KANSAS CITY, Kansas — A bold vision to form a brotherhood of permanent deacons for pro-life ministry — the first of its kind — became a reality this fall when Kansas City Archbishop Joseph F. Naumann signed a decree approving the clerical association Deacons of Hope.
The two founders, Deacons Kevin Cummings of the Archdiocese of Kansas City in Kansas and Doug Hemke of the Diocese of Kansas City-St. Joseph, hope that permanent deacons in and beyond the two dioceses will join them.
This brotherhood of deacons began as a friendship between the two men.
Cummings was originally incardinated with the Diocese of Kansas City-St. Joseph. It was during formation that the two met, and by ordination in 2011, they had become friends.
Hemke said he met Cummings during the first weekend of formation and the two became fast friends believing there was something they would be called to do together.
“Sure enough, eight years later, it became clear what our calling was. Why God called two leaky old wineskins like us, I don’t know,” he joked.
Cummings, a retired dentist, moved to Kansas three years ago and asked to be incardinated into the Kansas City Archdiocese. He was assigned to his home parish of Curé of Ars in Leawood. Hemke, a retired stockbroker, was assigned to his home parish, too, St. James in St. Joseph, Missouri.
Both men do the traditional diaconal duties at their parishes, which include presiding at weddings, funerals and baptisms, as well as preaching and assisting priests at Mass.
But they also had hearts for pro-life ministry. About three years ago, they began to raise funds for the Gabriel Project and helped establish the St. Mary’s Home for Mothers in Liberty, Missouri. They wanted to do even more but wondered how.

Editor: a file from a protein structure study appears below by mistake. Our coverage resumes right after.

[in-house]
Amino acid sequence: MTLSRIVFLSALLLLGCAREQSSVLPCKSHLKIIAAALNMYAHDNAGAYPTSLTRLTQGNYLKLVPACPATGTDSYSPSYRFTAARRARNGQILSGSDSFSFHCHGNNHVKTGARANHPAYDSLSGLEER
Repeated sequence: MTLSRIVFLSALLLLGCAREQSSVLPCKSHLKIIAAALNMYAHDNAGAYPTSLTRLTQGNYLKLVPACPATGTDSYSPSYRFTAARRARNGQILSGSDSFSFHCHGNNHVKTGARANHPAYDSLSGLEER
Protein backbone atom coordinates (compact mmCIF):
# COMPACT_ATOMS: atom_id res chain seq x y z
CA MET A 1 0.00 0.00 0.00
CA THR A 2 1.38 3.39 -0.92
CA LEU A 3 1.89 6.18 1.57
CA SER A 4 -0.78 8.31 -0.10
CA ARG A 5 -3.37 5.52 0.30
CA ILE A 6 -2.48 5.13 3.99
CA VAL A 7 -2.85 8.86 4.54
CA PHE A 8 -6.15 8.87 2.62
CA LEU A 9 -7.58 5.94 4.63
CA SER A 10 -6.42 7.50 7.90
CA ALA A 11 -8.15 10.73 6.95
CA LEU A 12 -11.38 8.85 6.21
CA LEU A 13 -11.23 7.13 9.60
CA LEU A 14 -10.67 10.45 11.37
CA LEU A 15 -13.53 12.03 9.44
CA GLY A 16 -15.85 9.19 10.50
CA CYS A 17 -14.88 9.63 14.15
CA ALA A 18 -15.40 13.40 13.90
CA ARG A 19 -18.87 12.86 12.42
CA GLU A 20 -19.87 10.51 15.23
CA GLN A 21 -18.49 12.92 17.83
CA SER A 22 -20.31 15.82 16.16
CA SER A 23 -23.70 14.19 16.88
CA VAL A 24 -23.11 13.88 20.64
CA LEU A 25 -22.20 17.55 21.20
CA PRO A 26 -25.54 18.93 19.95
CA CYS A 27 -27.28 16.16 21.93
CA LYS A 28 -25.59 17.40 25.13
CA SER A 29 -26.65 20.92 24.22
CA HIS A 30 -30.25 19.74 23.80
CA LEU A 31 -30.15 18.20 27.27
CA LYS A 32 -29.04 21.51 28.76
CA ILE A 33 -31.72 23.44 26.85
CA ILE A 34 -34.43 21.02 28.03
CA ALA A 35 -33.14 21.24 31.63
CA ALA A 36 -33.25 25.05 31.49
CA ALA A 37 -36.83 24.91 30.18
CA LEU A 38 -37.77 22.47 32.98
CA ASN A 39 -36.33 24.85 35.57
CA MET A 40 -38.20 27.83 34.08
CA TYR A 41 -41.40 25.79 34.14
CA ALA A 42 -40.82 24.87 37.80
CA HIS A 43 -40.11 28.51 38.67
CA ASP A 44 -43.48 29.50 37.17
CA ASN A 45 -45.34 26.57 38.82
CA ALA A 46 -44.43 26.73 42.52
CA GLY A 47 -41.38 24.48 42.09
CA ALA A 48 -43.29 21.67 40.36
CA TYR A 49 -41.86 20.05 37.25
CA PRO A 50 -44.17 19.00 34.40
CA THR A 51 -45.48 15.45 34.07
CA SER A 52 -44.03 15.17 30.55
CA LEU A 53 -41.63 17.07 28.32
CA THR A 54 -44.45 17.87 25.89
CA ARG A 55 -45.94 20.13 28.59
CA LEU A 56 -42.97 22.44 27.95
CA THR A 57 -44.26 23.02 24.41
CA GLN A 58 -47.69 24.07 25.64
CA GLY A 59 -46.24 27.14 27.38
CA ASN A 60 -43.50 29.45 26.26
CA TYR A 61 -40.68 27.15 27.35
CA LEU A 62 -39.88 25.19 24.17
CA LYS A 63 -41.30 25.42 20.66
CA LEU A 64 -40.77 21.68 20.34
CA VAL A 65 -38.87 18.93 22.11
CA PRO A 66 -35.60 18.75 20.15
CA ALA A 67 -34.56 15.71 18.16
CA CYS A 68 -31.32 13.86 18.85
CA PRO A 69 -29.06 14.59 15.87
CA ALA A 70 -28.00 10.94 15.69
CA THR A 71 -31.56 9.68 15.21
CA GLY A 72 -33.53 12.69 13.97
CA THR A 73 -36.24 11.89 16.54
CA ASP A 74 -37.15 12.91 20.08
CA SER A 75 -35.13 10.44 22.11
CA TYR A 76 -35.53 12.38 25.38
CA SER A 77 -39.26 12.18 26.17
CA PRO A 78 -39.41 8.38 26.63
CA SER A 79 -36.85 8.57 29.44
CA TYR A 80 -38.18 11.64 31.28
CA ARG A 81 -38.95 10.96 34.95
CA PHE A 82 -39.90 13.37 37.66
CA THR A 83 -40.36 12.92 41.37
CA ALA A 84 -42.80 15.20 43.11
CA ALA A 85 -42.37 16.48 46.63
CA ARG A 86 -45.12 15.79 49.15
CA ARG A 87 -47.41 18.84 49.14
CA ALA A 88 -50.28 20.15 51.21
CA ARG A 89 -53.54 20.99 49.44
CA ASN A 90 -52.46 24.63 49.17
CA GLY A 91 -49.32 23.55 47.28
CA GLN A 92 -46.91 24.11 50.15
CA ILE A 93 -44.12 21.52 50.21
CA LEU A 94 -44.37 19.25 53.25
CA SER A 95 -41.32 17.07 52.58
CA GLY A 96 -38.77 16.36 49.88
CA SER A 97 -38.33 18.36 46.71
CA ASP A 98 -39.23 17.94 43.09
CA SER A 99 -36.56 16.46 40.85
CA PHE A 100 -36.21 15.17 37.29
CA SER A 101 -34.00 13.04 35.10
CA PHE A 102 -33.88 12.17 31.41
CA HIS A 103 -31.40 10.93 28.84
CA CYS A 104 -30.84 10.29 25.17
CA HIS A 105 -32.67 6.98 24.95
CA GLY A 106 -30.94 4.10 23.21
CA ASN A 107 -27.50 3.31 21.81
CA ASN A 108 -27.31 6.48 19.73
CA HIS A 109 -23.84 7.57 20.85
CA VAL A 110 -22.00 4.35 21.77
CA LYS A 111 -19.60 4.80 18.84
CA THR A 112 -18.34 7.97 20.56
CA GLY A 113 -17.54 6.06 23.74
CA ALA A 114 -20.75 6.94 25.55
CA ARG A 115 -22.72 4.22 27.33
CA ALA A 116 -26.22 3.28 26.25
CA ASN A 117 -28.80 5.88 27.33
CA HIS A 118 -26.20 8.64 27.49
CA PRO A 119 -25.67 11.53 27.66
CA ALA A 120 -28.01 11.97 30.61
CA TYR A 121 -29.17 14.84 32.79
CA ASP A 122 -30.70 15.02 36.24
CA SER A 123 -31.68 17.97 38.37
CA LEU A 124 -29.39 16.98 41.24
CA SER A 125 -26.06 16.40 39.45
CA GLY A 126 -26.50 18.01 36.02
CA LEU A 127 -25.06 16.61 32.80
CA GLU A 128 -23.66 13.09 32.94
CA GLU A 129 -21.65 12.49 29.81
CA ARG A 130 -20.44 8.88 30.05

By 2019, they had an idea.
Cummings said they decided there are deacons in many parishes. “A lot of them are overworked and some of them are underworked. Few of them get to do the outside ministry they really want to do because they don’t have a plan. They don’t decide what their emphasis is or what they’re passionate about.”
He said he and Hemke decided that pro-life ministry is what drives them.
“We’re in our 60s and don’t have a lot more time to do this, so let’s get to it,” he said they decided, making plans for Deacons of Hope to be an infrastructure for all the parishes.
“Our goal is to uphold the dignity of individual life from conception to natural death and whatever that entails in between,” said Hemke. “That means building a house with Habitat for Humanity, a Walk with Moms, a vigil against the death penalty — yeah, it’s that.”
“Aside from just having a ministerial preference for the unborn, we also serve the poor, the imprisoned, the marginalized, the oppressed, the sick and the aged. Whatever we need to do to uphold the image and likeness of God in humanity is what we do. Everything in between is a part of the pro-life ministry of the Deacons of Hope,” he told The Leaven, newspaper of the Archdiocese of Kansas City.
Forming an association gives them unity of purpose and structure for mutual support and organizing. It also gives them access to parish pro-life mechanisms.
“Deacons are always looking for causes to sink their teeth into,” said Hemke.
The two eventually sought help from Rome and then Naumann and Bishop James Vann Johnston of Kansas City-St. Joseph in Missouri, their respective ordinaries. Both leaders gave their strong support.
The deacons got the help of Father Joseph Arsenault, a canon lawyer in the Kansas City archdiocesan tribunal, to draw up the bylaws and statutes of the Deacons of Hope and follow the correct procedure to form such an association.
“He was most helpful,” said Hemke. “We couldn’t have done it without him.”
Although the Deacons of Hope will be ecumenical in its support of pro-life activities and ministries, membership in the association is limited to Catholic permanent deacons.
So far, in addition to the two co-founders, the Deacons of Hope has four other members. Deacon Cummings is the first general moderator of the association until their first general assembly, which must be convened within two years.
Now that the association has gotten the church recognition it needs, it will work toward getting the legal and practical steps finished on the corporate level, such as forming a board of directors, getting a tax identification number, becoming a nonprofit tax-exempt organization and filing its bylaws with the Missouri Secretary of State.
“Now we’re in the active recruiting stage, developing awareness and reaching out to our brother deacons,” said Hemke who added: “Potentially, it’s an international organization.”
Bollig is a reporter at The Leaven, newspaper of the Archdiocese of Kansas City.